Extreme adventure duo get ready for unsupported expedition to Shanghai

Alan Owens

Reporter:

Alan Owens

IT IS an expedition that might be more at home on the pages of an adventure novel, a three stage expedition that will take Limerick’s Maghnus Collins and Tipperary’s David Burns from Istanbul to Shanghai, by bicycle, on foot and by raft.

IT IS an expedition that might be more at home on the pages of an adventure novel, a three stage expedition that will take Limerick’s Maghnus Collins and Tipperary’s David Burns from Istanbul to Shanghai, by bicycle, on foot and by raft.

The duo, veterans of two previous trips that saw them cycle 17,500km through Africa and back to Limerick in 2009 and run six marathons in five days on the gruelling 250km Sahara Race in 2010, are preparing to set off on their latest expedition in April, called ‘Silk Roads To Shanghai’.

The two man unsupported expedition will see the duo cycle 8,500km from Istanbul to Lhasa - via Syria, Iran, Pakistan and India - run and trek over 1000 km through the Himalayas to the source of the Yangtze River in China, which they will then descend in its entirety - about 6,300km - on a raft and kayak, which they believe no-one has ever achieved before.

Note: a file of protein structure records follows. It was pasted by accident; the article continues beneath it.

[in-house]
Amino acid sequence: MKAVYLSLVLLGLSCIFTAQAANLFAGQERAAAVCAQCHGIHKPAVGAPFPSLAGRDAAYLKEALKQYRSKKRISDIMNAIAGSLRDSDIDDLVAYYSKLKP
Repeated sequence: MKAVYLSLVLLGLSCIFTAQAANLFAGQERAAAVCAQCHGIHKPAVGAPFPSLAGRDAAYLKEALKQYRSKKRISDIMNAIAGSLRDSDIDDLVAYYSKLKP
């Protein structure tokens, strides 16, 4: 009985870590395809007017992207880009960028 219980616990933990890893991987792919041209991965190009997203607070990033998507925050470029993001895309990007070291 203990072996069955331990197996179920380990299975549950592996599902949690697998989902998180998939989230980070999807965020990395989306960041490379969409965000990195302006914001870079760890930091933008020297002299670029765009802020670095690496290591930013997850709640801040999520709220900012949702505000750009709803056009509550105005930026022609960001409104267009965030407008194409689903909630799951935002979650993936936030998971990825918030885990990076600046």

The aim is to raise €50,000 for development charity Self Help Africa, founded by Limerick man Ray Jordan. They previously raised €40,000 for Self Help.

“We wanted a charity that we could tell people exactly where their money was going,” explained Maghnus, originally from Corbally and currently living in Mungret.

“Having been in Africa and investigating development aid, we thought that the Self Help model was the best we have come across, nationally and internationally, we have yet to find anything remotely like their model and strategy,” he added.

The enterprising duo are not in the slightest bit fazed by the seemingly obvious pitfalls of their upcoming expedition.

“I genuinely believe that, because of our experiences in Sudan and Zimbabwe, which we were heavily warned about - on a ground level, the people we are likely to meet, I really don’t see personal safety being a major issue,” explained the former Crescent College Comprehensive student.

“The idea of it being unsupported is very important for us. The Sahara Race for example was not - there where doctors, trucks, water, you can get out of there if needs be - but this won’t be, although there are ways out, in theory you are on your own and you have to solve any problems that arise.”

With regard to the motivation that such an expedition requires, Maghnus finds it difficult to explain.

“It is a very hard question to answer and one I ask myself all the time. It is definitely not an adrenaline thing, it is something about the way you think, that is best way I can describe it, it gives you more time to think and every day there is something that you have to push yourself toward.

“It is different for everyone, I love the physical part of it, I love being wrecked at the end of the day and pushing yourself beyond your limits, just to see how far you can go,” he added.

The duo aim to host a range of fundraising initiatives before they leave, including a ball in the Guinness Storehouse in Dublin and plan to speak to secondary school students about their adventures.

See Sand2Snow Adventures for contact details and how to donate.